Flourless Chocolate Bombe Base

I’ve entirely stolen this from cake queen Rose Levy Beranbaum. You’ll need:

6 ounces dark chocolate
yolks of 6 large eggs
whites of 6 large eggs
3.5 ounces (1/2 cup) sugar
3/4 teaspoon cream of tartar

Preheat your oven to 375 degrees Fahrenheit. Line a 1/2 sheet pan (17″ x 12″ x 1″) with parchment and apply cooking spray. Melt the chocolate most of the way in the microwave using several 10-second bursts of high heat, then stir until it’s smooth.

In the bowl of a stand mixer fitted with a whisk, whip the yolks and HALF the sugar together on medium-high until very thick and fluffy. Add the chocolate and stir on medium, scraping the sides as needed, until the mixture is homogenous. Transfer the mixture to another bowl and wash the mixer bowl and whip well.

Return the bowl to the mixer. Add the egg whites and whip them on medium until they’re foamy. Add the cream of tartar and whip to the soft peak stage. Slowly add the remaining sugar and whip to stiff peaks.

Stir 1/3 of the meringue into the chocolate mixture, then gently fold in the rest, 1/3 at a time. Scrape the mixture into the pan, spreading it evenly, and bake for about 15 minutes, until it springs back when tapped in the center. Cool on a wire rack for 5 minutes.

Dust the top of the cake with cocoa powder and loosen the edges of the cake by running a knife along the rim of the pan. Place another sheet of parchment over the sheet and flip everything over. Gently peel off the parchment paper and cool the cake completely. The cake can be refrigerated or frozen for later use.

11 thoughts on “Flourless Chocolate Bombe Base”

  1. Hi Joe. I got really excited when I saw that this was a flourless recipe. I have a family member that suffers from celiac disease. Do you suggest a different alcohol instead of whiskey? Thanks.

    1. Hi Coreen!

      Glad you like this (at least in principle!). As for other alcohols, any kind of whiskey works of course, you could also use cognac, and that’s not even getting into the wide world of liqueurs and all the flavors they bring to the table.

      Hope that helps!

      – Joe

  2. Hi Joe,

    This cake looks delicious, I love flourless chocolate cake! This recipe inspired a couple of questions about proportions that I thought you might be able to answer. I have a flourless chocolate cake recipe that uses 4.5 ounces of chocolate, 4.5 ounces of sugar, 2 ounces of butter, and 3 separated eggs (it yields a rich cake that fits in an 8 inch tart pan).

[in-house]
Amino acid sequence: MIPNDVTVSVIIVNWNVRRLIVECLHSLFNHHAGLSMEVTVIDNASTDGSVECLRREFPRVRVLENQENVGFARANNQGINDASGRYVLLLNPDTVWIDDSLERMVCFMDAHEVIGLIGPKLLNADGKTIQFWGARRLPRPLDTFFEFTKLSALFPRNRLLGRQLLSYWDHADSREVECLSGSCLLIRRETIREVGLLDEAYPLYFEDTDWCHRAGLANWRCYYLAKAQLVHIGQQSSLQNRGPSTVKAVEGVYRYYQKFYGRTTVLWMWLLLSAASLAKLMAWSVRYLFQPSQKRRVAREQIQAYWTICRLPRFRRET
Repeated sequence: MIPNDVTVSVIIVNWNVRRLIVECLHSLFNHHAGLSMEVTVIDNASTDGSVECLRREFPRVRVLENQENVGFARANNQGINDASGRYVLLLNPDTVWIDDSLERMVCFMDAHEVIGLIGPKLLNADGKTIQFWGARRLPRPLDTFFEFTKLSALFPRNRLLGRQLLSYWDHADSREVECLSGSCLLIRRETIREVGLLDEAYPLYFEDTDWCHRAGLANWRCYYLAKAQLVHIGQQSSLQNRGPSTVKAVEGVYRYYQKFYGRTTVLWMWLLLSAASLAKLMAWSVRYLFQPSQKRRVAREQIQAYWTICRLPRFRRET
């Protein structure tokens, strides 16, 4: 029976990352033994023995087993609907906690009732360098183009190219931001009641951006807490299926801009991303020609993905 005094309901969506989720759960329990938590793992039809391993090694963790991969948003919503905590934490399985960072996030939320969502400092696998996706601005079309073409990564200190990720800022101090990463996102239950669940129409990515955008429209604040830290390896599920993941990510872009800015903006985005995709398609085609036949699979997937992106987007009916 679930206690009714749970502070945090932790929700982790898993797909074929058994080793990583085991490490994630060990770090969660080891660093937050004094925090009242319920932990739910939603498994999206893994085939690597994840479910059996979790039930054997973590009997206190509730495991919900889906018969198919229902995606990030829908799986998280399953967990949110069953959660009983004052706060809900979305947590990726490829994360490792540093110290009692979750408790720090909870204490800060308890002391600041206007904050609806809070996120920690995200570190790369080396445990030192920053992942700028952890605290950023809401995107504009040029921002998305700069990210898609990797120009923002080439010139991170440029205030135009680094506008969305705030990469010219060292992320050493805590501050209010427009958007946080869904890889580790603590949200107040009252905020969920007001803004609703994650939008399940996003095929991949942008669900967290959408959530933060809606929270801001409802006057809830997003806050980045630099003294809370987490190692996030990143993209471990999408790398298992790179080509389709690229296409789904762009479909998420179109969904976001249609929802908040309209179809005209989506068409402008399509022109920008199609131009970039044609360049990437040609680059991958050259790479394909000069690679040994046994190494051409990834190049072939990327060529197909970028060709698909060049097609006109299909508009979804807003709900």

How would the increased proportion of eggs in your recipe, coupled with the decreased proportion of sugar, alter the texture of this recipe compared to the one I use? What effect will the butter have? Any insight into these things would be appreciated, and I apologise if you have covered this a similar question in a previous post!


    1. Hey Cristina!

      Great question. This flourless base is specifically formulated for frozen application like a bombe. The higher proportion of egg translates into more egg foam, and that added foam means more air cells in the cake. Those air cells make the cake easier to cut when it’s frozen. That’s the biggest difference between this and a standard flourless. Does that answer your question?

      – Joe

      1. Hi Joe,

        Thanks for your reply, yes, you have answered my question. I can imagine that the recipe I use would be very hard to cut into when frozen, although believe me, it is delicious at room temperature. : – ) Thanks very much for your help! Good luck with the bombe.

        Kind regards,

        1. I’m sure it is. Flourless chocolate cake is dangerous stuff…you can just keep eating and eating and eating…

          Anyway I can. Cheerio!

          – Joe

  3. Hi Joe,
    This indeed looks a fabulous cake – and as Coreen said, even better that people with gluten intolerance can enjoy it too. Will be making this for my Coeliac friends (as well as for everyone else as it looks so yummy!) May try it with a cherry liqueur as I love the combination of cherries with chocolate!
    Thanks, and keep up the awesome work!

    1. Let me know how it goes, Joy! It seems quite tender…I don’t know how it will stand up in a layered pastry-type application, but it may ll work!

      – Joe

  4. Hi Joe,
    Do you think this recipe would work with white chocolate, even if a bit on the sweet side?

    ps. LOVE your blog! You are a wonderful writer 🙂

    1. Hi Kathleen!

      I don’t see why it wouldn’t work. I’m not sure the extra sweetness would even be all that noticeable. If you try it send me the results please as others will surely be interested.

      And thanks very much for the terrific compliment! I’ll be feeling good about myself all day! 😉

      Your friend,

      – Joe

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